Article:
Sandra Oh remembers the moment she was first offered the lead role in the upcoming BBC America series “Killing Eve.”
“I was flipping through the script going, ‘Where’s the doctor? Where’s the receptionist?’ What part is it for?” Oh recounted, at a “Women Breaking Barriers” panel for Sundance TV last weekend. “And my agent said: ‘Eve!’”
Despite her years in the business, most prominently as Cristina on ABC’s “Grey’s Anatomy, Oh said she was taken aback by the thought of being offered a lead role — and it was when she realized that things were truly changing in Hollywood.
“I realized that this far into the game, I still was thinking that way,” said Oh, who had grown used to playing stereotypical Asian American roles like doctors and receptionists for nearly 30 years. “After years and years of compounding a belief system, it felt like someone was waking me up and saying, ‘You don’t need to be part of that belief system anymore.’”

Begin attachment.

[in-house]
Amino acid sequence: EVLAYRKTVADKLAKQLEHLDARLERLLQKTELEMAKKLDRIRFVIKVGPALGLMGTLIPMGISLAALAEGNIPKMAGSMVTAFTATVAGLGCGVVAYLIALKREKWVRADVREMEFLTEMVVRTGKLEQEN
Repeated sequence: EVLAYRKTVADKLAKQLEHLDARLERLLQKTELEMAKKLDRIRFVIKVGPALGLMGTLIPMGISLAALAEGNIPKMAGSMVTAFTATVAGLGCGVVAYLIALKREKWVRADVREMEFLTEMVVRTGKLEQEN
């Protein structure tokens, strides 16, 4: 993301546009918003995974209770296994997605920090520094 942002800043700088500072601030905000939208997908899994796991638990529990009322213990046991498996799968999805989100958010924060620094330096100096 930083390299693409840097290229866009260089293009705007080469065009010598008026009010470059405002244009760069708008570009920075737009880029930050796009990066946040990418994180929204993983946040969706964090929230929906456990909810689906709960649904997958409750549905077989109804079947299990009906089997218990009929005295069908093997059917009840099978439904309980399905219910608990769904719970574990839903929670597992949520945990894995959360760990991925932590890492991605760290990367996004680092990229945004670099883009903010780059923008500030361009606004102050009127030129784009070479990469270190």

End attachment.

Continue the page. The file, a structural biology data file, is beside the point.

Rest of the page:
The thriller drama, created by Phoebe Waller-Bridge, follows a psychopathic assassin who is being chased by a woman named Eve, a “bored, whip-smart, pay-grade security services operative whose desk-bound job doesn’t fulfill her fantasies of being a spy.”
Oh was joined at the panel by journalist Elisabeth Sereda, Tina Lifford (“Queen Sugar”), Oscar-winning actress Octavia Spencer, Welle Entertainment president Cathy Schulman and cinematographer Reed Morano. The filmmakers’ conversation touched upon topics such as changing stereotypes about women in content financing, leading by example and making Hollywood more inclusive by effecting change at the systemic and organizational level.
“Killing Eve” is set to premiere on BBC America on April 8.
Watch the Sundance panel below: